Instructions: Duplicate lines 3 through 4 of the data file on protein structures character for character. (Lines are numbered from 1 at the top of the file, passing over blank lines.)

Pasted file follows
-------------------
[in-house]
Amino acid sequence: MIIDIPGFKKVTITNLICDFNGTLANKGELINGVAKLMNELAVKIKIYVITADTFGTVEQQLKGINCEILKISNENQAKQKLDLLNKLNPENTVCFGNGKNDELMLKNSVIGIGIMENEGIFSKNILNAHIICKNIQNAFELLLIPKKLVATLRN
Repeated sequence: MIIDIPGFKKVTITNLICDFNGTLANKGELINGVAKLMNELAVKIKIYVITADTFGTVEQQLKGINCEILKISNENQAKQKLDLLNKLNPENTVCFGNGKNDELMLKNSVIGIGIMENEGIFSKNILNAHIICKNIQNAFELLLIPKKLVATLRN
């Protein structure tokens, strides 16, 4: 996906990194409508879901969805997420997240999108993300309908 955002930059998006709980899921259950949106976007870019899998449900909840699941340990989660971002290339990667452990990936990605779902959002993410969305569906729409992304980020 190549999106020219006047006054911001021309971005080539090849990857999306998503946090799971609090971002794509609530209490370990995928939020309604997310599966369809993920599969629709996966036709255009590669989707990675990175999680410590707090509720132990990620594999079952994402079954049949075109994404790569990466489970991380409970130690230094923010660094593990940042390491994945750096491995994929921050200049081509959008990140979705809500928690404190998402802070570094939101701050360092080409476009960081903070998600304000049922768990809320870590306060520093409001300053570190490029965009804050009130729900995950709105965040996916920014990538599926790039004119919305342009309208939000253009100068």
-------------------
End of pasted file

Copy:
Repeated sequence: MIIDIPGFKKVTITNLICDFNGTLANKGELINGVAKLMNELAVKIKIYVITADTFGTVEQQLKGINCEILKISNENQAKQKLDLLNKLNPENTVCFGNGKNDELMLKNSVIGIGIMENEGIFSKNILNAHIICKNIQNAFELLLIPKKLVATLRN
């Protein structure tokens, strides 16, 4: 996906990194409508879901969805997420997240999108993300309908 955002930059998006709980899921259950949106976007870019899998449900909840699941340990989660971002290339990667452990990936990605779902959002993410969305569906729409992304980020 190549999106020219006047006054911001021309971005080539090849990857999306998503946090799971609090971002794509609530209490370990995928939020309604997310599966369809993920599969629709996966036709255009590669989707990675990175999680410590707090509720132990990620594999079952994402079954049949075109994404790569990466489970991380409970130690230094923010660094593990940042390491994945750096491995994929921050200049081509959008990140979705809500928690404190998402802070570094939101701050360092080409476009960081903070998600304000049922768990809320870590306060520093409001300053570190490029965009804050009130729900995950709105965040996916920014990538599926790039004119919305342009309208939000253009100068």